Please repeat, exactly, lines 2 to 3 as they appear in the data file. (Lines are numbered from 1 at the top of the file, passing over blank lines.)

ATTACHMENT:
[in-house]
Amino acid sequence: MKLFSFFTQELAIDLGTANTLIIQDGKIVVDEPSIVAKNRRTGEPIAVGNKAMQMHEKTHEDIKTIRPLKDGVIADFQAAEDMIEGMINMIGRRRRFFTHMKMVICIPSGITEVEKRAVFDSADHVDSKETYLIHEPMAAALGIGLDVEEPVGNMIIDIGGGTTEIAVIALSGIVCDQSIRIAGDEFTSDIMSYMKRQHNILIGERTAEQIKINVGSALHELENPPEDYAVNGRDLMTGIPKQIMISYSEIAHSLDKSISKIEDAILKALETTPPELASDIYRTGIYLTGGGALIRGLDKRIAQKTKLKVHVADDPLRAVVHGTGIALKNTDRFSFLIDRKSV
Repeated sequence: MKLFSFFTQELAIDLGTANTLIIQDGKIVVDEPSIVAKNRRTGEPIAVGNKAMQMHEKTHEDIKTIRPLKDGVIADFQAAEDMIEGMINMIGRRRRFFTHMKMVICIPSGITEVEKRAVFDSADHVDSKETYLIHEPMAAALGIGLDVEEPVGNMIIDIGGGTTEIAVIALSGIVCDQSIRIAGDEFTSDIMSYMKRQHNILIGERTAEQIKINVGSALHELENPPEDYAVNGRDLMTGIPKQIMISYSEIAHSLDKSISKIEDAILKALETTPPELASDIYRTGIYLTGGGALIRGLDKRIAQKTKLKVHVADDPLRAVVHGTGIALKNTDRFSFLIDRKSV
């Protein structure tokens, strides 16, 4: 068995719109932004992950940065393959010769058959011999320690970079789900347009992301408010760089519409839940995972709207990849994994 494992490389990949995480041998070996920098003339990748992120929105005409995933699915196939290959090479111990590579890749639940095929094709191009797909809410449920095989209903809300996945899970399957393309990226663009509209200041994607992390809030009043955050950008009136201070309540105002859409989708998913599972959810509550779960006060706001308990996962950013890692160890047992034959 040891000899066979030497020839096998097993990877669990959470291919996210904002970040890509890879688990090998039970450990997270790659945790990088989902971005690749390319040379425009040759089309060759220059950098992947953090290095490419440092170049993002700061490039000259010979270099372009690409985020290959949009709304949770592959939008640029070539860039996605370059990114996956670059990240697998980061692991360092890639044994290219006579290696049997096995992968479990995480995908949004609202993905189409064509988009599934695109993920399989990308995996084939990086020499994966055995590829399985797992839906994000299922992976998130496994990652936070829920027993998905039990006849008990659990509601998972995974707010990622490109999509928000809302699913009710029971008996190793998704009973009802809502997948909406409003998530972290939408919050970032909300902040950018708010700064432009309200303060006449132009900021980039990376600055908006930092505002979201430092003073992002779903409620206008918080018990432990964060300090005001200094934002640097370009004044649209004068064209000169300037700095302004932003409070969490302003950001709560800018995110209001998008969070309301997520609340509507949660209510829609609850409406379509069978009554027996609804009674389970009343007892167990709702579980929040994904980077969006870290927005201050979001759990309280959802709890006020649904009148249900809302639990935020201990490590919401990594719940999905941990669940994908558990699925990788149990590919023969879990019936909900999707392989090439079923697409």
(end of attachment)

Amino acid sequence: MKLFSFFTQELAIDLGTANTLIIQDGKIVVDEPSIVAKNRRTGEPIAVGNKAMQMHEKTHEDIKTIRPLKDGVIADFQAAEDMIEGMINMIGRRRRFFTHMKMVICIPSGITEVEKRAVFDSADHVDSKETYLIHEPMAAALGIGLDVEEPVGNMIIDIGGGTTEIAVIALSGIVCDQSIRIAGDEFTSDIMSYMKRQHNILIGERTAEQIKINVGSALHELENPPEDYAVNGRDLMTGIPKQIMISYSEIAHSLDKSISKIEDAILKALETTPPELASDIYRTGIYLTGGGALIRGLDKRIAQKTKLKVHVADDPLRAVVHGTGIALKNTDRFSFLIDRKSV
Repeated sequence: MKLFSFFTQELAIDLGTANTLIIQDGKIVVDEPSIVAKNRRTGEPIAVGNKAMQMHEKTHEDIKTIRPLKDGVIADFQAAEDMIEGMINMIGRRRRFFTHMKMVICIPSGITEVEKRAVFDSADHVDSKETYLIHEPMAAALGIGLDVEEPVGNMIIDIGGGTTEIAVIALSGIVCDQSIRIAGDEFTSDIMSYMKRQHNILIGERTAEQIKINVGSALHELENPPEDYAVNGRDLMTGIPKQIMISYSEIAHSLDKSISKIEDAILKALETTPPELASDIYRTGIYLTGGGALIRGLDKRIAQKTKLKVHVADDPLRAVVHGTGIALKNTDRFSFLIDRKSV